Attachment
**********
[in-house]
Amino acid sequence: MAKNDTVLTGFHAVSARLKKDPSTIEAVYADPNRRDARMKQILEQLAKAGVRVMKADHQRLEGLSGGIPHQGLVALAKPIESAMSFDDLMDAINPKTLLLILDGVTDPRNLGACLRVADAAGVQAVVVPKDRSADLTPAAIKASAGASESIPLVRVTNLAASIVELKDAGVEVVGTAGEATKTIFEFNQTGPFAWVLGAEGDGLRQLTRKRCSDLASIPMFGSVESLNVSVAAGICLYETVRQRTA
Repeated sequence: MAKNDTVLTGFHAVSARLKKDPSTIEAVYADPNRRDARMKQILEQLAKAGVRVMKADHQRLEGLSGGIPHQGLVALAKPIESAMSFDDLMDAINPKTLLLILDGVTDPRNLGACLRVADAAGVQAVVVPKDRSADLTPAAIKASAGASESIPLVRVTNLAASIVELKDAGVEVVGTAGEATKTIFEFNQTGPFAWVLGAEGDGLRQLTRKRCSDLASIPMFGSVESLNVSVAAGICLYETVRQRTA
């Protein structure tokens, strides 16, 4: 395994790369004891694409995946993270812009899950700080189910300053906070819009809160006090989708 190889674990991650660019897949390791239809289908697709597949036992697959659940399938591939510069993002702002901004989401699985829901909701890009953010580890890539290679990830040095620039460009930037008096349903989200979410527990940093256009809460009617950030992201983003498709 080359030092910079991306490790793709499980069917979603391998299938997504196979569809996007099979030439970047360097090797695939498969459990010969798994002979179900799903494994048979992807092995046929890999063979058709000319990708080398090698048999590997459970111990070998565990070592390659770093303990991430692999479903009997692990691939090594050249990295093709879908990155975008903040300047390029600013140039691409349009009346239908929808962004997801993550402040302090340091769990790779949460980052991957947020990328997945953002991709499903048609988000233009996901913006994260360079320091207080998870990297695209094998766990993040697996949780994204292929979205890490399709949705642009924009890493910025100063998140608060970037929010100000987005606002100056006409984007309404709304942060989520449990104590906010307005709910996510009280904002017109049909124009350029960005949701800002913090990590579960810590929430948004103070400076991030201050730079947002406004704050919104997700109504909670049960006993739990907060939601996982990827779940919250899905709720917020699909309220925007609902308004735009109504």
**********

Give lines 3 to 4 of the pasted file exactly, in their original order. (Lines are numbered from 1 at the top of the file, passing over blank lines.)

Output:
Repeated sequence: MAKNDTVLTGFHAVSARLKKDPSTIEAVYADPNRRDARMKQILEQLAKAGVRVMKADHQRLEGLSGGIPHQGLVALAKPIESAMSFDDLMDAINPKTLLLILDGVTDPRNLGACLRVADAAGVQAVVVPKDRSADLTPAAIKASAGASESIPLVRVTNLAASIVELKDAGVEVVGTAGEATKTIFEFNQTGPFAWVLGAEGDGLRQLTRKRCSDLASIPMFGSVESLNVSVAAGICLYETVRQRTA
């Protein structure tokens, strides 16, 4: 395994790369004891694409995946993270812009899950700080189910300053906070819009809160006090989708 190889674990991650660019897949390791239809289908697709597949036992697959659940399938591939510069993002702002901004989401699985829901909701890009953010580890890539290679990830040095620039460009930037008096349903989200979410527990940093256009809460009617950030992201983003498709 080359030092910079991306490790793709499980069917979603391998299938997504196979569809996007099979030439970047360097090797695939498969459990010969798994002979179900799903494994048979992807092995046929890999063979058709000319990708080398090698048999590997459970111990070998565990070592390659770093303990991430692999479903009997692990691939090594050249990295093709879908990155975008903040300047390029600013140039691409349009009346239908929808962004997801993550402040302090340091769990790779949460980052991957947020990328997945953002991709499903048609988000233009996901913006994260360079320091207080998870990297695209094998766990993040697996949780994204292929979205890490399709949705642009924009890493910025100063998140608060970037929010100000987005606002100056006409984007309404709304942060989520449990104590906010307005709910996510009280904002017109049909124009350029960005949701800002913090990590579960810590929430948004103070400076991030201050730079947002406004704050919104997700109504909670049960006993739990907060939601996982990827779940919250899905709720917020699909309220925007609902308004735009109504």